Photo submitted Delivering food to Good Samaritan.

Photo submitted

Delivering food to Good Samaritan.

Starting in 2018, First Southern National Bank organized a yearly canned food drive involving the Logan County and Russellville School systems to help make a difference in the community. With the second year in full swing, the bank and its partnership with the elementary schools are reaching not only goals but reaching out to the many people in need who are finding what they need thanks to big hearts and caring kids.

Both years have been extremely successful," said Misty Bromm, Retail Banker for First Southern National Bank. "This is my favorite event we organize and partake in each year. I am so happy to get involved with the youth in Logan County. Giving is something so close to my heart and working at First Southern allows me to pursue that passion."

This year the items collected totaled right at 4,000. The items are all donated to Logan County Good Samaritan.

"The event took place through the month of February and the items were picked up and delivered on March 4," said Bromm.

On the Facebook page for the Logan County Good Samaritan, it was mentioned that the shelves were truly bare before the deliveries were made.

"A big shout out to all six schools in Logan County for collecting and a big shout out to the Russellville Panther football coach Mikie Benton and three of his senior players (Javier Canales, Shawn Steele, and Ethan Paul) for going to each school, collecting the items and taking them to the Good Samaritan," said Bromm.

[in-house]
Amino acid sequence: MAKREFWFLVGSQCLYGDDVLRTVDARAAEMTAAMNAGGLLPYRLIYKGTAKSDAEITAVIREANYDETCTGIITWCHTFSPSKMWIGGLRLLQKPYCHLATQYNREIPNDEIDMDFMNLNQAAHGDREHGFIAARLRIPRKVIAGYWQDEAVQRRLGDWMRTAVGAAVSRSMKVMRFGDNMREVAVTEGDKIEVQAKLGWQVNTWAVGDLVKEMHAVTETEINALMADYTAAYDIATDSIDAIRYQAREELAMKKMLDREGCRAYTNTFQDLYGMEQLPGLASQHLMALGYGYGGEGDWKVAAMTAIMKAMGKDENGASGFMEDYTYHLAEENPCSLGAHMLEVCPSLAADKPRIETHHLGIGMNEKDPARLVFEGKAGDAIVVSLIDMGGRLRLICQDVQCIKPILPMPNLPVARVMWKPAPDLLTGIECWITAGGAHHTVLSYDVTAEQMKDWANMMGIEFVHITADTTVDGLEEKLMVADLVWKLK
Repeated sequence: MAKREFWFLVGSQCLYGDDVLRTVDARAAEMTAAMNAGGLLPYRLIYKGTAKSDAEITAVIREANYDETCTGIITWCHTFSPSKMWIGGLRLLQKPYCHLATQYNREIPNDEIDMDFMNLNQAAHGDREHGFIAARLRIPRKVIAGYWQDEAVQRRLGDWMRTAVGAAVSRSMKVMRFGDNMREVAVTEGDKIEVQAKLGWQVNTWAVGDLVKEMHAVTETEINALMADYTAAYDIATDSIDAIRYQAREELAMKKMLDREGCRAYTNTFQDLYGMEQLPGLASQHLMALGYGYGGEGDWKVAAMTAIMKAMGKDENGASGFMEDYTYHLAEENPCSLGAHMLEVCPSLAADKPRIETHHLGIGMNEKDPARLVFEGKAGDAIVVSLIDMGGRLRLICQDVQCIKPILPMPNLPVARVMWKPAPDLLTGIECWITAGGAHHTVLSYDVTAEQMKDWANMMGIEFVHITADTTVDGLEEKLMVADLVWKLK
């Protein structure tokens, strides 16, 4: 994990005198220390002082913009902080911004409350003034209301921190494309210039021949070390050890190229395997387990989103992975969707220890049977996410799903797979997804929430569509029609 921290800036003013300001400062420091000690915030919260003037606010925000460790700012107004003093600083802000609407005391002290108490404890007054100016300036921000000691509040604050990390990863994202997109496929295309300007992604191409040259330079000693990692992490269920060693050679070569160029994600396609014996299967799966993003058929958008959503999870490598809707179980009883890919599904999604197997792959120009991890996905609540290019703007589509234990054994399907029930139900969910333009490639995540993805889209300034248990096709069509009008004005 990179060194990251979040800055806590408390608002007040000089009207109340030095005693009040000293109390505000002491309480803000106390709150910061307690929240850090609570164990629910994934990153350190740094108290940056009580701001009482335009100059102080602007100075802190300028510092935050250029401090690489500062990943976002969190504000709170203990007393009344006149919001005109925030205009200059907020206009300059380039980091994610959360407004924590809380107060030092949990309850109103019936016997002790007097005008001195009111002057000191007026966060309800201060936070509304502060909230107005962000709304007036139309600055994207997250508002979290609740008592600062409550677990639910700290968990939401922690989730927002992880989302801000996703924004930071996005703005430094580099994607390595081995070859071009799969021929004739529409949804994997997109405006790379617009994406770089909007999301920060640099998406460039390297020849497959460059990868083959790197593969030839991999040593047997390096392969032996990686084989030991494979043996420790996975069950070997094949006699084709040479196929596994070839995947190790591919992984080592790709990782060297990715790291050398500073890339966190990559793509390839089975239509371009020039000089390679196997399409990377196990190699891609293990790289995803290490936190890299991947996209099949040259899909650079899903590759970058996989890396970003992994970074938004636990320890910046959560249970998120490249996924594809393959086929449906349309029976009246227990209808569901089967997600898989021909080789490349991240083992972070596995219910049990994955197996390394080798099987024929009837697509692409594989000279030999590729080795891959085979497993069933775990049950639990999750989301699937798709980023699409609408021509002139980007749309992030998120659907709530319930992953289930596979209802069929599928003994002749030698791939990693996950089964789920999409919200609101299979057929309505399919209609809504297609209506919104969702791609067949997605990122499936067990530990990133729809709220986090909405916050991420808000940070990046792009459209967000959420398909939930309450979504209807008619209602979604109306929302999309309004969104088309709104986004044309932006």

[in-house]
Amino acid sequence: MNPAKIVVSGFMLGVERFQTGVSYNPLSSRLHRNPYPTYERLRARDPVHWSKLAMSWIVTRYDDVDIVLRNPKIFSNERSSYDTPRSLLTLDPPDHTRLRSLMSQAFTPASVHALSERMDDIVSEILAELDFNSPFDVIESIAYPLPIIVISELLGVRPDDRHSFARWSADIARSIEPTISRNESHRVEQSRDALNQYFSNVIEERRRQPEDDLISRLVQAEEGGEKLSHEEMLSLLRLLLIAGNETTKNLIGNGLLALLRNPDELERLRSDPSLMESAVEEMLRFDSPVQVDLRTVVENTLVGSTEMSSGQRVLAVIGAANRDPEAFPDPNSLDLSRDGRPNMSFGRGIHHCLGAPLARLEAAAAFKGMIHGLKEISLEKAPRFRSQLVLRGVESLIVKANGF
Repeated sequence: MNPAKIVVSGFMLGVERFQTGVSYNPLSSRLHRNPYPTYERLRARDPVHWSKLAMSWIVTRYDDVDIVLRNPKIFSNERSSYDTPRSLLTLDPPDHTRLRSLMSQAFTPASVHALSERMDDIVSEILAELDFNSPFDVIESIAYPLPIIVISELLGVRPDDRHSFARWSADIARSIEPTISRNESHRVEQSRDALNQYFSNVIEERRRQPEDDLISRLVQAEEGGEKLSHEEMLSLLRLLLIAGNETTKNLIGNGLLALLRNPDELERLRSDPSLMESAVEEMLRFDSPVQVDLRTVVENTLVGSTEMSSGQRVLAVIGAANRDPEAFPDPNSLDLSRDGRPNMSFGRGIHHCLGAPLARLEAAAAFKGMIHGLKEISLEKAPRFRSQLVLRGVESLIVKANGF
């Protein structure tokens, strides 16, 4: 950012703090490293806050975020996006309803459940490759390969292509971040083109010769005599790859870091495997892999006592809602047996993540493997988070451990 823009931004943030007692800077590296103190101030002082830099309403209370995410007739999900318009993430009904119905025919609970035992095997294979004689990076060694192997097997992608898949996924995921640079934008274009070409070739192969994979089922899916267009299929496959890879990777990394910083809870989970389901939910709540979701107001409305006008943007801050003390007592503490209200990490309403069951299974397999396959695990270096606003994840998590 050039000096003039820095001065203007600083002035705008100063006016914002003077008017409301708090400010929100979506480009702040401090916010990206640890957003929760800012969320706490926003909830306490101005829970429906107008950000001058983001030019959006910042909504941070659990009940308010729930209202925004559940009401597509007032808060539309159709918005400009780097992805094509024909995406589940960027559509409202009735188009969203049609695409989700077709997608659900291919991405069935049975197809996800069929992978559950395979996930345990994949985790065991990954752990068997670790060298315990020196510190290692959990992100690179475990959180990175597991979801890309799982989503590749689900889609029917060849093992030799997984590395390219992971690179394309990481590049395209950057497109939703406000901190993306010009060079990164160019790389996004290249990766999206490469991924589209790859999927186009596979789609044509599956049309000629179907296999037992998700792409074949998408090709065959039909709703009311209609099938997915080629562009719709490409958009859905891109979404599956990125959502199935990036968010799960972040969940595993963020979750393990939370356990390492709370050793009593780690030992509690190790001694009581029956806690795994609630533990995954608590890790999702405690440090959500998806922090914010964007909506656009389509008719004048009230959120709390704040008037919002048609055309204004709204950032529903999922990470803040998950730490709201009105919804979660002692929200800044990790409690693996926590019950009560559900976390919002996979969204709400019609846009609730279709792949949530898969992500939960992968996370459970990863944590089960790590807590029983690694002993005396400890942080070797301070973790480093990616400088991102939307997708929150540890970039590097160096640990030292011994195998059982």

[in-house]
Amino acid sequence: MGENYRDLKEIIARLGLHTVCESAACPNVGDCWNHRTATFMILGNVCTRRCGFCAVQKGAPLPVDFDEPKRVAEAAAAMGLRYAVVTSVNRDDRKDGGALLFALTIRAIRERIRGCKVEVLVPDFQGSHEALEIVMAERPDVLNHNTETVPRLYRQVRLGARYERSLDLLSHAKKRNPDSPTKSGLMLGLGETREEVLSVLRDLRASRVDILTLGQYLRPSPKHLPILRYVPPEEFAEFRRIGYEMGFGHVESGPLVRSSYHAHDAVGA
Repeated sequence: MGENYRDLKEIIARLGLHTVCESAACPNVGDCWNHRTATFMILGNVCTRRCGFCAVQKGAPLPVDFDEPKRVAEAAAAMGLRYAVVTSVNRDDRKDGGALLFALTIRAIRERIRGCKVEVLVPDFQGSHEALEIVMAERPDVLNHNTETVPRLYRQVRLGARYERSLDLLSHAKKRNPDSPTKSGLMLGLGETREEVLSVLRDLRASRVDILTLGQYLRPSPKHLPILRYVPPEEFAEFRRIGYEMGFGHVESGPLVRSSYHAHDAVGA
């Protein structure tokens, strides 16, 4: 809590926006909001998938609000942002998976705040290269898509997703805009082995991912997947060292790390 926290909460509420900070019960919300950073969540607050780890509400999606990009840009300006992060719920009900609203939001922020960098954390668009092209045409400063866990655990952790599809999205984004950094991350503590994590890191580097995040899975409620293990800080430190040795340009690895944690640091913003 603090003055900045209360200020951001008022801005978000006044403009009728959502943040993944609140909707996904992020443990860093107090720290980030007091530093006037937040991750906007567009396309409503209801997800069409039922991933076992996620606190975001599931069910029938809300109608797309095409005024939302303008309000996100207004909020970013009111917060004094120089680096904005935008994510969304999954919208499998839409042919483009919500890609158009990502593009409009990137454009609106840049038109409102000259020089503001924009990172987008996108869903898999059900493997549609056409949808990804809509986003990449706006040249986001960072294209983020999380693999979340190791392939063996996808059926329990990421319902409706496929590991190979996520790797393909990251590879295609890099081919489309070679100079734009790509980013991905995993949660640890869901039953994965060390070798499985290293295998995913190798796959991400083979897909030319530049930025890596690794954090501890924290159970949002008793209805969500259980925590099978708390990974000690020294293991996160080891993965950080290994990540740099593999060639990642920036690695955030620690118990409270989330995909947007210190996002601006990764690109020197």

Canales, who is one of the senior co-op students at First Southern National Bank said, "I felt so privileged to be involved with this event and to help out in my community."

Each school has a winning classroom who collects the most items and then receives a pizza party on First Southern.

"We are so pleased by the efforts of First Southern Bank and the local schools in their quest to fill our shelves," said Denise McDonald, Director of the Logan County Good Samaritan. "They were truly bare before the food was delivered. Many don't realize the amount of food distributed. Even if a family only leaves with 12 items and we have 20 families that day, then 240 items have been distributed."